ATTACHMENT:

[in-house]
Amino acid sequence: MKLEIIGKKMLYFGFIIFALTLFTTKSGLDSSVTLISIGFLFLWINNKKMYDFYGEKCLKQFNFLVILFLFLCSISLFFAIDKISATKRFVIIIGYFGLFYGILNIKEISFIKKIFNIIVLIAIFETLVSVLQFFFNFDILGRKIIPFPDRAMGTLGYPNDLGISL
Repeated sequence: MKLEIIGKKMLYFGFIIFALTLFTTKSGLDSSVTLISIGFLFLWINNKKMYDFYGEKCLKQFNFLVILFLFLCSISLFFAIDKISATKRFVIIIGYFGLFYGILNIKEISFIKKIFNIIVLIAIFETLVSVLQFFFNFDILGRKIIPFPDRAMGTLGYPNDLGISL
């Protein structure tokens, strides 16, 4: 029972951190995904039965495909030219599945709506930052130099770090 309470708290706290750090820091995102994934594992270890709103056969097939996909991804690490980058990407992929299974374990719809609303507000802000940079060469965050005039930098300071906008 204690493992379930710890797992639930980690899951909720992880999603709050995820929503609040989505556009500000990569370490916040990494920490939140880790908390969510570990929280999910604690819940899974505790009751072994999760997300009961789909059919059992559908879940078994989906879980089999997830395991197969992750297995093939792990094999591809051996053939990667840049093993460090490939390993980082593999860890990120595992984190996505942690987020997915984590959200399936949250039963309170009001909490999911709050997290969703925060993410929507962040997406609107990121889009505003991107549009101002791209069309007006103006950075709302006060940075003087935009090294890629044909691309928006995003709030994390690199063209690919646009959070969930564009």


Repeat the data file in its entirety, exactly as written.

[in-house]
Amino acid sequence: MKLEIIGKKMLYFGFIIFALTLFTTKSGLDSSVTLISIGFLFLWINNKKMYDFYGEKCLKQFNFLVILFLFLCSISLFFAIDKISATKRFVIIIGYFGLFYGILNIKEISFIKKIFNIIVLIAIFETLVSVLQFFFNFDILGRKIIPFPDRAMGTLGYPNDLGISL
Repeated sequence: MKLEIIGKKMLYFGFIIFALTLFTTKSGLDSSVTLISIGFLFLWINNKKMYDFYGEKCLKQFNFLVILFLFLCSISLFFAIDKISATKRFVIIIGYFGLFYGILNIKEISFIKKIFNIIVLIAIFETLVSVLQFFFNFDILGRKIIPFPDRAMGTLGYPNDLGISL
């Protein structure tokens, strides 16, 4: 029972951190995904039965495909030219599945709506930052130099770090 309470708290706290750090820091995102994934594992270890709103056969097939996909991804690490980058990407992929299974374990719809609303507000802000940079060469965050005039930098300071906008 204690493992379930710890797992639930980690899951909720992880999603709050995820929503609040989505556009500000990569370490916040990494920490939140880790908390969510570990929280999910604690819940899974505790009751072994999760997300009961789909059919059992559908879940078994989906879980089999997830395991197969992750297995093939792990094999591809051996053939990667840049093993460090490939390993980082593999860890990120595992984190996505942690987020997915984590959200399936949250039963309170009001909490999911709050997290969703925060993410929507962040997406609107990121889009505003991107549009101002791209069309007006103006950075709302006060940075003087935009090294890629044909691309928006995003709030994390690199063209690919646009959070969930564009």